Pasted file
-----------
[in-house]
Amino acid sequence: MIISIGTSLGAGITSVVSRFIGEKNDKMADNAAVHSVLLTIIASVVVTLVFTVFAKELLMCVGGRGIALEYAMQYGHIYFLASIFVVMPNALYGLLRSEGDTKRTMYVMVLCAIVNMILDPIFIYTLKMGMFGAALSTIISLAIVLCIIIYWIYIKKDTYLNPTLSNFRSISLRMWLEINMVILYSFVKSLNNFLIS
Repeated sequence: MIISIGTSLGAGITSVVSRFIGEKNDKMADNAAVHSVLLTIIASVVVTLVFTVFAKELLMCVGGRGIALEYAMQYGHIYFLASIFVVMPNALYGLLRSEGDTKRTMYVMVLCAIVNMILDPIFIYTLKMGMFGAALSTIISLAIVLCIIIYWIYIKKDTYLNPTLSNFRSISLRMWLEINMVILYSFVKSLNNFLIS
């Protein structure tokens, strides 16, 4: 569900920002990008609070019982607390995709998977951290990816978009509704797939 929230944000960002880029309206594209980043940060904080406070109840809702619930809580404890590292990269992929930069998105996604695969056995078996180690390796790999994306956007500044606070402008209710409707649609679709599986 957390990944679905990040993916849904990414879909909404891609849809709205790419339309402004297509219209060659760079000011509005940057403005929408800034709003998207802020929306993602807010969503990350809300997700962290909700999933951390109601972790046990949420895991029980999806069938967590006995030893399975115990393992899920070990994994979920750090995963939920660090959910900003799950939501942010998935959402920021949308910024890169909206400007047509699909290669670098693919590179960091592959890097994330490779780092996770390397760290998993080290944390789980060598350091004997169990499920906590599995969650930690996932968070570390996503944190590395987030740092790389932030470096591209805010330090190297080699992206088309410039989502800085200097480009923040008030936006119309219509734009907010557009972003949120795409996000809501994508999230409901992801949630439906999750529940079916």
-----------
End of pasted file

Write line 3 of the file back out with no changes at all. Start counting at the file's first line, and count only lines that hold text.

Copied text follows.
Repeated sequence: MIISIGTSLGAGITSVVSRFIGEKNDKMADNAAVHSVLLTIIASVVVTLVFTVFAKELLMCVGGRGIALEYAMQYGHIYFLASIFVVMPNALYGLLRSEGDTKRTMYVMVLCAIVNMILDPIFIYTLKMGMFGAALSTIISLAIVLCIIIYWIYIKKDTYLNPTLSNFRSISLRMWLEINMVILYSFVKSLNNFLIS